Coco Before Chanel Movie Review
Review by Nathan Samdahl (C+)
There are two kinds of films that take a lot for me to really enjoy: period films and biopics. Too often the former are too stodgy and bland, and the latter struggle to pick the right life moments to portray (usually resulting in an inconsistent final product). So I was more than happy to discover that the movie that I was to see - Coco Before Chanel - fell squarely within both genres. Perhaps, though, Coco could enter into the lean group of period biopics that defy the mold and find a unique, fresh way to tell an old story. Unfortunately, it did not.
While I certainly am not a fashion aficionado or really care much at all about the fashion world, I assumed that the story of one of the industry's shining moguls could sustain my interest for a couple hours. And the truth is that it could have had the film picked an interesting part of Coco's life to focus on. Committing biopic no-no Number 1, Coco Before Chanel, above and beyond its other flaws, failed to identify what is really interesting about the woman. While the story leading up to Coco's breakout in fashion was filled with trials and tribulations, it became very clear by watching the last and best scene of the film (which shows Coco putting on a stunning fashion show) that I would have much rather seen a movie about her actual career. The 15-20 years leading up to her breakout just were not that engaging. However, this did not seem to deter director Anne Fontaine.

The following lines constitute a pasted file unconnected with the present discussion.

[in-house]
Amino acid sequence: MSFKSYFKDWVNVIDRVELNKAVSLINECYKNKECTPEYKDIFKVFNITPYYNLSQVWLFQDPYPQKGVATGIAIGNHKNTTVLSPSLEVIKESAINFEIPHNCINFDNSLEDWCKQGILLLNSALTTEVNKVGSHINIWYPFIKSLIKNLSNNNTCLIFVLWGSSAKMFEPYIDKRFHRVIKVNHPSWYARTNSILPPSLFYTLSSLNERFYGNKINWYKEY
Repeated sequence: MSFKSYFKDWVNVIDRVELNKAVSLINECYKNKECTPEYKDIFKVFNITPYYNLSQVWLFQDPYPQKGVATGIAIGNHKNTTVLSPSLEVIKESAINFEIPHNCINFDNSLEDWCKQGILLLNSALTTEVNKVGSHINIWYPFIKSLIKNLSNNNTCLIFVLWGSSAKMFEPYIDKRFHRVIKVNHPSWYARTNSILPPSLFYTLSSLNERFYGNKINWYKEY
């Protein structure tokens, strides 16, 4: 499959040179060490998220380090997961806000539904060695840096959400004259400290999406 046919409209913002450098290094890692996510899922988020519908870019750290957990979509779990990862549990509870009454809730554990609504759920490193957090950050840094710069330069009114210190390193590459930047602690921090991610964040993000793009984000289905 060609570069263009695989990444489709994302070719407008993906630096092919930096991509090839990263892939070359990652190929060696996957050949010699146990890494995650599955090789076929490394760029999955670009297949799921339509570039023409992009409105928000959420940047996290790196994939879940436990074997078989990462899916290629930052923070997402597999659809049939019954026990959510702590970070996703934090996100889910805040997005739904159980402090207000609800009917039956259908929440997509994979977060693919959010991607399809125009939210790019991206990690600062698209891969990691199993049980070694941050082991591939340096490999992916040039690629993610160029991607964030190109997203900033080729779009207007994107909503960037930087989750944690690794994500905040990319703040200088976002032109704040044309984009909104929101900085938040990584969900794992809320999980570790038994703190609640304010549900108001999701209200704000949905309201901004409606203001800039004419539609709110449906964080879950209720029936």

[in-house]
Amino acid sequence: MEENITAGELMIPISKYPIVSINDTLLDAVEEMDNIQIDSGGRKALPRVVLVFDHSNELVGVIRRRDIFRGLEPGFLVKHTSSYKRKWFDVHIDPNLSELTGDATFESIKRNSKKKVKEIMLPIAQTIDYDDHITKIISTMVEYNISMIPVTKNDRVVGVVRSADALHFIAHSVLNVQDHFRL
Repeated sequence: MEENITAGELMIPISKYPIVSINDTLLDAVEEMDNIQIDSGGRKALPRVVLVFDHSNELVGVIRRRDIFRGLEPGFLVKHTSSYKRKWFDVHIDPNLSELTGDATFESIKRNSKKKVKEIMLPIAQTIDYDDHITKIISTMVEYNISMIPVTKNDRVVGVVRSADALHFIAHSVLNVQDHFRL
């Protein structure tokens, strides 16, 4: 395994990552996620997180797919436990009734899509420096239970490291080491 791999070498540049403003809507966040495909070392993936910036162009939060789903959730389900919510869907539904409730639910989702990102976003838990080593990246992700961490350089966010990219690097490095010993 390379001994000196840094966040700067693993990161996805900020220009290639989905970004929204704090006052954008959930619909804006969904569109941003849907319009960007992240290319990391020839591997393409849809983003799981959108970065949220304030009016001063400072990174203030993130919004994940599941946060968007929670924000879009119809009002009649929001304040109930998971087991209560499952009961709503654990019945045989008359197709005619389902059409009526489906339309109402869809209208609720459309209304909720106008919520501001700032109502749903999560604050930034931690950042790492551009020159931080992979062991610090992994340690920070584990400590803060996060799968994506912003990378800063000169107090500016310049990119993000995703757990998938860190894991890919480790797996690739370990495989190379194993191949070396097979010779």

Leading the film with a steady, subtle hand, Fontaine's approach is mostly successful given the content she had to work with, but also a bit flat. The characters never seem to overreact to anything, instead reserving their more extreme emotions for a scene that never really comes. Even when a death occurs in the film, the monotone feeling of most of the film never lifts to allow a breakout moment. Despite this, Audrey Tautou's performance is solid and effective. It was nice to see her back in her element with this material, thankfully staying far away from anything that resembles The Da Vinci Code. Her performance will probably not be remembered come award season due to the forgettable nature of the overall film, but she really does embody in every facet Coco Chanel.
Overall, I understand why this film chose to avoid TV movie status by carving out a particular niche. However, I don't understand why the filmmakers thought this particular niche would be engaging to an audience. As it stands, this pre-story lacks individuality; most of the sequences and scenes don't feel unique to a film about Coco Chanel. In fact, there are very few scenes even showing her designing skills at work. The film is worth seeing if you love fashion or Chanel, but not if you are looking for fresh filmmaking or a stimulating two hours. Sadly, It's hard to fault a biopic-period movie more than to say it ultimately picked the least interesting part of its protagonist's life to follow.
Review by Erik Samdahl unless otherwise indicated.